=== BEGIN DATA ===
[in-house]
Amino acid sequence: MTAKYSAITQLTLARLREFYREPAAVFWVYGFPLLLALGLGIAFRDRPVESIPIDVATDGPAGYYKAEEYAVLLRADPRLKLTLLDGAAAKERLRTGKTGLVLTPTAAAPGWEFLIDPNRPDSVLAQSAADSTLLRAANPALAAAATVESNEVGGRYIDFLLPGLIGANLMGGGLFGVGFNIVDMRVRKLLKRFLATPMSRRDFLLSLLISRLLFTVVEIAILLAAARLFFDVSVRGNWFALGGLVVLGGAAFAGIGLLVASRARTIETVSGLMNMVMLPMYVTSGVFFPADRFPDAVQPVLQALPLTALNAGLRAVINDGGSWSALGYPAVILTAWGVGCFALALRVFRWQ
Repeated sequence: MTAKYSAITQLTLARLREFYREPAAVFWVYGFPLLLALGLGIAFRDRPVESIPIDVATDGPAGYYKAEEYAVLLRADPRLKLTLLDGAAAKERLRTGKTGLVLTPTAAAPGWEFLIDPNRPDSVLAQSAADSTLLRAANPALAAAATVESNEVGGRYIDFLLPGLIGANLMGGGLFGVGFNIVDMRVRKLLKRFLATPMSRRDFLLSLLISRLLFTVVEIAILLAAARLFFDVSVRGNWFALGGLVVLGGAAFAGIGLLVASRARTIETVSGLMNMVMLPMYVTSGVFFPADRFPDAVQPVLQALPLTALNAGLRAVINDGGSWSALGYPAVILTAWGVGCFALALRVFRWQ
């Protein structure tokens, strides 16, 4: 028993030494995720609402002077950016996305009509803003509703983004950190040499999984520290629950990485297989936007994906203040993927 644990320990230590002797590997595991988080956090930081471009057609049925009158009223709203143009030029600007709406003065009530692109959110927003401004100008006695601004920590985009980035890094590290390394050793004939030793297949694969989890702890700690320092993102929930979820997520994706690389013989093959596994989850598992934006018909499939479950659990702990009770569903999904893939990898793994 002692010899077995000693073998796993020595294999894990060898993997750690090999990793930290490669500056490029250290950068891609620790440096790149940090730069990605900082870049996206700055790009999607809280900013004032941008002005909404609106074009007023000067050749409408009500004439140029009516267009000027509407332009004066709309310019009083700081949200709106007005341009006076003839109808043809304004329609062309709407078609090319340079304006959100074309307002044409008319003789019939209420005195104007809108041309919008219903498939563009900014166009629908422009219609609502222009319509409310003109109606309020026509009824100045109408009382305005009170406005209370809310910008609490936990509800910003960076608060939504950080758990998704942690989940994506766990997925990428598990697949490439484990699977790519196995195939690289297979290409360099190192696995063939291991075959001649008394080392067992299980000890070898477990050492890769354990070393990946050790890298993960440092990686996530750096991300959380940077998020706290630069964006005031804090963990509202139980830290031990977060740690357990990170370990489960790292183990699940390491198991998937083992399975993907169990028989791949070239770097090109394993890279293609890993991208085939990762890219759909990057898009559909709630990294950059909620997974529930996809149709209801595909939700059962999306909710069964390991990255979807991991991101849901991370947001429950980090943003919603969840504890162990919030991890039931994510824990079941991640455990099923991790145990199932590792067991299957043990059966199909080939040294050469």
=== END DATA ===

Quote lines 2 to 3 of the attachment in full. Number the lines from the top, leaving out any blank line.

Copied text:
Amino acid sequence: MTAKYSAITQLTLARLREFYREPAAVFWVYGFPLLLALGLGIAFRDRPVESIPIDVATDGPAGYYKAEEYAVLLRADPRLKLTLLDGAAAKERLRTGKTGLVLTPTAAAPGWEFLIDPNRPDSVLAQSAADSTLLRAANPALAAAATVESNEVGGRYIDFLLPGLIGANLMGGGLFGVGFNIVDMRVRKLLKRFLATPMSRRDFLLSLLISRLLFTVVEIAILLAAARLFFDVSVRGNWFALGGLVVLGGAAFAGIGLLVASRARTIETVSGLMNMVMLPMYVTSGVFFPADRFPDAVQPVLQALPLTALNAGLRAVINDGGSWSALGYPAVILTAWGVGCFALALRVFRWQ
Repeated sequence: MTAKYSAITQLTLARLREFYREPAAVFWVYGFPLLLALGLGIAFRDRPVESIPIDVATDGPAGYYKAEEYAVLLRADPRLKLTLLDGAAAKERLRTGKTGLVLTPTAAAPGWEFLIDPNRPDSVLAQSAADSTLLRAANPALAAAATVESNEVGGRYIDFLLPGLIGANLMGGGLFGVGFNIVDMRVRKLLKRFLATPMSRRDFLLSLLISRLLFTVVEIAILLAAARLFFDVSVRGNWFALGGLVVLGGAAFAGIGLLVASRARTIETVSGLMNMVMLPMYVTSGVFFPADRFPDAVQPVLQALPLTALNAGLRAVINDGGSWSALGYPAVILTAWGVGCFALALRVFRWQ